A recent study published in The Journal of Alternative and Complementary Medicine examined the effects of one session of Swedish massage therapy on the body’s hormonal response and immune function. Researchers from Cedars-Sinai Medical Center and the David Geffen School of Medicine at the University of California, Los Angeles, randomly assigned fifty-three healthy adults to receive one session of either Swedish massage or light touch (in which the therapist used only a light touch with the back of the hand). Both groups had sessions lasting forty-five minutes and were performed by a licensed massage therapist. Blood samples taken before and after the sessions were used to determine blood levels of certain hormones and circulating lymphocytes (white blood cells). The researchers found that participants had shown that Swedish Massage Therapy or resting an hour weekly significantly reduced blood pressure levels.

For Pietrunti, an interest in sports massage began as part of his military experience. Serving as a Navy Chief Petty Officer where he was a fitness leader at various naval commands, Pietrunti says, “I began to look into corrective exercise to help my sailors and clients with athletic performance and pain management, but I felt that something was missing.”


Reflexology is a practice in which different amounts of pressure are applied to specific points on the feet or hands. These points are believed to match up with certain other parts of the body. Reflexology is claimed to cause relaxation and healing in those parts of the body, but this has not been proven. In a study funded by the National Cancer Institute, women with advanced breast cancer who received reflexology treatments showed improvement in a few symptoms, such as shortness of breath, but not others, such as nausea or pain. In this study, reflexology was safe even for the most fragile patients.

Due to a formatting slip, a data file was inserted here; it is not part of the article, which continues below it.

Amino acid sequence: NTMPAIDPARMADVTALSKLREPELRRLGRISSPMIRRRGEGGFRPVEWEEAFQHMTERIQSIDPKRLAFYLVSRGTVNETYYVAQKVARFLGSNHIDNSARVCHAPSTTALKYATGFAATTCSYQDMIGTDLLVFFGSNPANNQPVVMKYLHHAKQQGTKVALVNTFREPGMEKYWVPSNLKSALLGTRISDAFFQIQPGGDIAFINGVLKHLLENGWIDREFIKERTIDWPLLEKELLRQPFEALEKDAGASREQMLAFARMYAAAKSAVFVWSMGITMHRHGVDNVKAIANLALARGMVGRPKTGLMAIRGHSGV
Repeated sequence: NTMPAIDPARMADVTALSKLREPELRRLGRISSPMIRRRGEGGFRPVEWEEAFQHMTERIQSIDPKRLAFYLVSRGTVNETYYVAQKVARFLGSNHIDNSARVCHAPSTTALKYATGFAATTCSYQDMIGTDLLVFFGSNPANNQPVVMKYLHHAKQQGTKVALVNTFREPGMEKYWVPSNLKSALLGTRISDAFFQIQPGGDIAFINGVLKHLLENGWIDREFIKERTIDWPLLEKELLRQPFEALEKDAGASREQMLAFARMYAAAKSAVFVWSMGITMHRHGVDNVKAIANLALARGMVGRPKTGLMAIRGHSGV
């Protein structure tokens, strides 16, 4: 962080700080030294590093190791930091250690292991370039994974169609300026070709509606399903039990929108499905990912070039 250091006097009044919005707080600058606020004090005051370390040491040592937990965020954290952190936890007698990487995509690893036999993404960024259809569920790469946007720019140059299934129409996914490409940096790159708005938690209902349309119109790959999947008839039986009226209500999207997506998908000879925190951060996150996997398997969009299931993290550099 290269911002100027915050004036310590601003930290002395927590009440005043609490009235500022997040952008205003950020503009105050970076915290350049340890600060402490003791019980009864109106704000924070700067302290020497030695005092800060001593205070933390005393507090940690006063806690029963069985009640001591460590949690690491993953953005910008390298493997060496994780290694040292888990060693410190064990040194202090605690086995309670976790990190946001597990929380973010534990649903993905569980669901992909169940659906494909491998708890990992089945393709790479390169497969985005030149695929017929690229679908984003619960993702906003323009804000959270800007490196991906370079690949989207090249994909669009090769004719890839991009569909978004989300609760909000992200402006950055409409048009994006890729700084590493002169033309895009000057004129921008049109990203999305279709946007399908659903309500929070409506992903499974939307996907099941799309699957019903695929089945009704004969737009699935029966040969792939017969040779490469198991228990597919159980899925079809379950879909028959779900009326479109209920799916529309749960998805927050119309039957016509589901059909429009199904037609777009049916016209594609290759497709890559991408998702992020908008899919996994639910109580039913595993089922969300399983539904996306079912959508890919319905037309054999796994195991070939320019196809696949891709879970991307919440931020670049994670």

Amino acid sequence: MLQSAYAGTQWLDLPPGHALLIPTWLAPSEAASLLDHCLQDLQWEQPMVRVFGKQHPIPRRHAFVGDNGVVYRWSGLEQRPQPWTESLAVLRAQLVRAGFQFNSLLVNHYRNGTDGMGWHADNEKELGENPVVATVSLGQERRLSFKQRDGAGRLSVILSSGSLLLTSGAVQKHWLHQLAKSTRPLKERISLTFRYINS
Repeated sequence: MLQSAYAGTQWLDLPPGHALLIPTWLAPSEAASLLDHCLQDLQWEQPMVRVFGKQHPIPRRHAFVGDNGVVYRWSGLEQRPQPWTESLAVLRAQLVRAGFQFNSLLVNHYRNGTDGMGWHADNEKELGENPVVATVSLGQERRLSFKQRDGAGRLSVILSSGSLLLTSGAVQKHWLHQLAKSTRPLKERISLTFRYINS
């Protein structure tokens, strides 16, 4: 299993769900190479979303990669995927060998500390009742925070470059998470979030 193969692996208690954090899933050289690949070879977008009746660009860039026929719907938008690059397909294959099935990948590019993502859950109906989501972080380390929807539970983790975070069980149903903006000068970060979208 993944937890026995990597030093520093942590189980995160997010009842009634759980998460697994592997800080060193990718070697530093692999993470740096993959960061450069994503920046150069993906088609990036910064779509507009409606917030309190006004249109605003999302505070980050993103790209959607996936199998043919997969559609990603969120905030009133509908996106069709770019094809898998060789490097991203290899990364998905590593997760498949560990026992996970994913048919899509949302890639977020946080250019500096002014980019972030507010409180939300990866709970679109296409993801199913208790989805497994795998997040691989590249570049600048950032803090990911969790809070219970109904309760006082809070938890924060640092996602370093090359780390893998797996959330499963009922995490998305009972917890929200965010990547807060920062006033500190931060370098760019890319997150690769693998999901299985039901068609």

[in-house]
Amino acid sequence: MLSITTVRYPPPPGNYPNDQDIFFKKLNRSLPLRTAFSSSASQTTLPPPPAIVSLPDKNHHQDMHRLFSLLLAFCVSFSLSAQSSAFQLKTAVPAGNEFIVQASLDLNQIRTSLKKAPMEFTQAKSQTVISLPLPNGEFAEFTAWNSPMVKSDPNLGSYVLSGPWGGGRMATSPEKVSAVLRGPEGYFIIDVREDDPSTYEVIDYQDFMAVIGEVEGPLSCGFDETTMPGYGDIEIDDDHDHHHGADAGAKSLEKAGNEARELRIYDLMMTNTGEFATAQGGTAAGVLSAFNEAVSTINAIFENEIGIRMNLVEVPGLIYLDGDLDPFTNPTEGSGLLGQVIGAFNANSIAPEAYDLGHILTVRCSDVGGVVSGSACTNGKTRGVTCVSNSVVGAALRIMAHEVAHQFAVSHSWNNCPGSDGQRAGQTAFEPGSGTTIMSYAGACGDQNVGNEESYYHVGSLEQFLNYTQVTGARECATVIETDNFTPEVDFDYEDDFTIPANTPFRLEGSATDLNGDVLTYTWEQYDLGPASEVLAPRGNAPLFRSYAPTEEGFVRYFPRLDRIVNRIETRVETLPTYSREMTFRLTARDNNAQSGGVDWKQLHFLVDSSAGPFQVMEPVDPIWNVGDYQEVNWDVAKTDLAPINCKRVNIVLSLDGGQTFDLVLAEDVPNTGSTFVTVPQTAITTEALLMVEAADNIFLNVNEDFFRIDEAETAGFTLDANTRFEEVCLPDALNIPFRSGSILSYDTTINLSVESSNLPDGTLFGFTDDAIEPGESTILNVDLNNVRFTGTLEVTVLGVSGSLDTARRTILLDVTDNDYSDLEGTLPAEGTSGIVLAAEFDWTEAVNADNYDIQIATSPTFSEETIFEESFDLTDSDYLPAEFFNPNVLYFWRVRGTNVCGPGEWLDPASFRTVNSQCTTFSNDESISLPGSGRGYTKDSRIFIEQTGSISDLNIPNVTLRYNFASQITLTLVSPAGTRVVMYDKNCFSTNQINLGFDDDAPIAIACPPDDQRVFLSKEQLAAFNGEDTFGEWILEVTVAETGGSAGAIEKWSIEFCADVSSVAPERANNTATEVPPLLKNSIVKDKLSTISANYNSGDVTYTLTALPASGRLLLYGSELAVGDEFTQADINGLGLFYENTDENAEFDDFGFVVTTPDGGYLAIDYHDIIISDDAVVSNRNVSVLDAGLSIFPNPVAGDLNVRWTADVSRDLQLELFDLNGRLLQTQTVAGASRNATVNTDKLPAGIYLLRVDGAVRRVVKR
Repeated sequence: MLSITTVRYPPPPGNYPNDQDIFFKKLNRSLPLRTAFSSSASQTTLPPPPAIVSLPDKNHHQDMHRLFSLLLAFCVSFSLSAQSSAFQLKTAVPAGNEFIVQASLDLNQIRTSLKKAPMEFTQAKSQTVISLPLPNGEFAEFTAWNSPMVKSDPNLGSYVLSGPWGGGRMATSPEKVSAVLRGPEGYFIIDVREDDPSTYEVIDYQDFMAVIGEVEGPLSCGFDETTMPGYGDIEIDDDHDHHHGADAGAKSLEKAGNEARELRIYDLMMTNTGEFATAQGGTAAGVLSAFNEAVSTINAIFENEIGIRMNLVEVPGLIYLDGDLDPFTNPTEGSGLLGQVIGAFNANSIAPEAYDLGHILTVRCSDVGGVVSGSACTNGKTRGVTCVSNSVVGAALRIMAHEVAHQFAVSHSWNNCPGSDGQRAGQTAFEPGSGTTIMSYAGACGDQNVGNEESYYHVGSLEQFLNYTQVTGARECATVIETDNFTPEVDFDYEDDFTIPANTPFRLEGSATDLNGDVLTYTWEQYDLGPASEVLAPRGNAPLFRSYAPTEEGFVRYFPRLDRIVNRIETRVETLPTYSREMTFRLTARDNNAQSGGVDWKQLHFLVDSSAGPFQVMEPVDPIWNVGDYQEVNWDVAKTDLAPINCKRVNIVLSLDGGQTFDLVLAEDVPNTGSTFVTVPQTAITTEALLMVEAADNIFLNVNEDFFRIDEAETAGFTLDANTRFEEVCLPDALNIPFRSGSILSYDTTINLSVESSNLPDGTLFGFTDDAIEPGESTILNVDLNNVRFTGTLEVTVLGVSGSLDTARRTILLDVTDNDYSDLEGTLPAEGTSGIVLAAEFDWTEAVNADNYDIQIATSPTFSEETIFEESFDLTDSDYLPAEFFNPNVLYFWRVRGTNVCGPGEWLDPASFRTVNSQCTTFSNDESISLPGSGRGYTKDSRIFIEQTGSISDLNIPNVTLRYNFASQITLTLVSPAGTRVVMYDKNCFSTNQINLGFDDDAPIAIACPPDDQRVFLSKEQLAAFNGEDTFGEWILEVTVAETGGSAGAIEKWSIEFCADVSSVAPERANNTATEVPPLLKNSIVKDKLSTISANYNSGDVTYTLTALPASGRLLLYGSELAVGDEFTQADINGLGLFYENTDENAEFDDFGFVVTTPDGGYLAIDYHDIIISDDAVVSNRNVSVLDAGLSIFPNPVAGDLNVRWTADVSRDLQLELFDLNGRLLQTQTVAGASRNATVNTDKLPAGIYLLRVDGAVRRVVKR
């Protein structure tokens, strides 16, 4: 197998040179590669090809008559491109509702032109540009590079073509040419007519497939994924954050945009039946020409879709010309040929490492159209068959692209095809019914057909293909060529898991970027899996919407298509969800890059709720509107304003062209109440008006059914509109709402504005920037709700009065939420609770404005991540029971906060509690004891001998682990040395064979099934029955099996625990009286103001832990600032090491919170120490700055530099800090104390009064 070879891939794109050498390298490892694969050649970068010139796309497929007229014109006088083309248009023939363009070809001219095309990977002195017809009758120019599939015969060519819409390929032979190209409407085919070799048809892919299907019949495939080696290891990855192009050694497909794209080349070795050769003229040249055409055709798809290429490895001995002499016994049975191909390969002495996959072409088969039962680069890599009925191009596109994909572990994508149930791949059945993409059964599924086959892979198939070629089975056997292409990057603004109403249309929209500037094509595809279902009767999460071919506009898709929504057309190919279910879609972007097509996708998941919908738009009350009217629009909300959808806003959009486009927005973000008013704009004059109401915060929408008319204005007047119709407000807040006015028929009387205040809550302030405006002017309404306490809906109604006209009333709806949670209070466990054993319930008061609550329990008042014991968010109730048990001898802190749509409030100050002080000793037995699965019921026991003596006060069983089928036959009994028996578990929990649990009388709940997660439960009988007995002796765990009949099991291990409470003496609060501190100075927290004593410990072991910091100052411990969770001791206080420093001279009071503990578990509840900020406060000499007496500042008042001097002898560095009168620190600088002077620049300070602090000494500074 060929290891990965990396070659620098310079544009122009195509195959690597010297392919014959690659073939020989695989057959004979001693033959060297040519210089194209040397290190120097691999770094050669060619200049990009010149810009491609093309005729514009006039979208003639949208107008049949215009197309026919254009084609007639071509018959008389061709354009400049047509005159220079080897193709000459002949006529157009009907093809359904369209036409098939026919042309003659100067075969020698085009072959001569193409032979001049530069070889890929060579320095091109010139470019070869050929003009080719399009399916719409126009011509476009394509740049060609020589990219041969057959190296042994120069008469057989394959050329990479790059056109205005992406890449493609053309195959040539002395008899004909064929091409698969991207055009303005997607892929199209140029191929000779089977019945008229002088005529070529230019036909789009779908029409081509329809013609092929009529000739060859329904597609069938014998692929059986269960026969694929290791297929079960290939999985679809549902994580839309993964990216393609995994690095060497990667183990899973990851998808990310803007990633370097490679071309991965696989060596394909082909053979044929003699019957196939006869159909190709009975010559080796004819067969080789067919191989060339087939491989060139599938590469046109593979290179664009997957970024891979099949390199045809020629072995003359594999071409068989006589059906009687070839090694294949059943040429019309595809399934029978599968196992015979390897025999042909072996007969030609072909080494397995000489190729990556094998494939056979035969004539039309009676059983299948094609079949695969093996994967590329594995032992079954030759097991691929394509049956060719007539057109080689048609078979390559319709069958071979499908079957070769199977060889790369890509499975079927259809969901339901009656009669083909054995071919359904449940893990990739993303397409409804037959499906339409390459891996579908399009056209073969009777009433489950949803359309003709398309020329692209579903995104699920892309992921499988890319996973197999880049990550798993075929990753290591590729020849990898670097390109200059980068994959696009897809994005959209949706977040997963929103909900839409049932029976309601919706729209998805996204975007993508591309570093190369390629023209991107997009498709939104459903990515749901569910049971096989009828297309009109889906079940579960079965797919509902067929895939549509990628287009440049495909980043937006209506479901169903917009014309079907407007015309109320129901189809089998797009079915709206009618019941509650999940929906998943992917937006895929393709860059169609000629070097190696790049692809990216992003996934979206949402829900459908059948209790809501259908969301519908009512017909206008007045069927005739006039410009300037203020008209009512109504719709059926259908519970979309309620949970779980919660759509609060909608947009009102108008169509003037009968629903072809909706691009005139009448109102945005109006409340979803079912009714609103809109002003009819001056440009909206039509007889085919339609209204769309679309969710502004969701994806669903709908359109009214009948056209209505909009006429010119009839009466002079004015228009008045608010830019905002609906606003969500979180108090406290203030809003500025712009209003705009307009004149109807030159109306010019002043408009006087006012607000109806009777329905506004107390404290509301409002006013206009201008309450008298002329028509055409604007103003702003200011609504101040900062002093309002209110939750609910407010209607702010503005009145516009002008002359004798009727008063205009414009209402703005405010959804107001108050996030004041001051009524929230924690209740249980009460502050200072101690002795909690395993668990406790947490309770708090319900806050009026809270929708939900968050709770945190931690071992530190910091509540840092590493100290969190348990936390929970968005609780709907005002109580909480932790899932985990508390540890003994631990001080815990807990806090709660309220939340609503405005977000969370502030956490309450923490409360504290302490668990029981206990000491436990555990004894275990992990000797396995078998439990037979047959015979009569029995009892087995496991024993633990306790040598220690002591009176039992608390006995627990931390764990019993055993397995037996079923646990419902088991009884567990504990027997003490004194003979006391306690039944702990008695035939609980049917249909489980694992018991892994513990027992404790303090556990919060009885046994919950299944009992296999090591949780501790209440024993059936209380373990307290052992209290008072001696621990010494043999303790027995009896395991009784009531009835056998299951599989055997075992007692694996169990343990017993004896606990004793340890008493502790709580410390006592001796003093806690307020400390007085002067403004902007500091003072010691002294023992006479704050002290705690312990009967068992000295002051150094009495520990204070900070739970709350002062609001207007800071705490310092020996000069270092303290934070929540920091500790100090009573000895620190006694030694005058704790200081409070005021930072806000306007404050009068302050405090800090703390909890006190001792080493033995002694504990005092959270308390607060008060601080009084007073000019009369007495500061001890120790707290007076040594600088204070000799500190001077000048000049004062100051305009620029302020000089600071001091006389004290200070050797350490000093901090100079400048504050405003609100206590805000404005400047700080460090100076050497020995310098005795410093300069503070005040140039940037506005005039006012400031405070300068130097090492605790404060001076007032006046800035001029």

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Reflexology also known as "zone therapy", is an alternative medicine involving application of pressure to the feet and hands with specific thumb, finger, and hand techniques without the use of oil or lotion. It is based on a pseudoscientific[57] system of zones and reflex areas that purportedly reflect an image of the body on the feet and hands, with the premise that such work effects a physical change to the body.[58]
In its Comprehensive Accreditation Manual for Hospitals, The Official Handbook, updated in August 2000, the Joint Commission on Accreditation of Healthcare Organizations (JCAHO) suggests massage therapy can be used successfully in pain management. Some hospitals are including massage therapists in patient care teams to fight pain. Their teams may include a physician, nurses, a nutritionist, a yoga instructor, and a massage therapist.  Hospitals are now including massage due to public demand.  More research needs to be done to evaluate not only the effectiveness of such teams but to determine which combination of therapies works best for different types of patients and different types of pain.
Speaking of matching, our service path, The Elements Way®, means that Elements Massage™ studios will match each of you with the massage therapist that can best deliver a great massage based on the needs and requests you provide. During the session, each therapist will check in with each of you to make sure the massage session is exactly what you want.
The pressure from Swedish massage is ideal for relieving muscle tension, like the kind that builds up from hunching over a computer all day. This tension can sometimes result in knots: trigger points of extremely tense muscle fibers that form tiny nodules. Massage therapists are trained to feel for these knots, and Swedish-massage techniques are ideal for gently coaxing them away.
Diabetes: 6 points specified. One of them: “Place your fingers 2 centimeters below the knee, as shown in the picture. Massage this area with a little pressure for 5 minutes every day. It balances the digestive system. Diabetes is said to begin with stomach fire and proper digestion can reduce this problem. You will immediately see the result. This method is also used to prevent aging, arthritis and other forms of weaknesses.”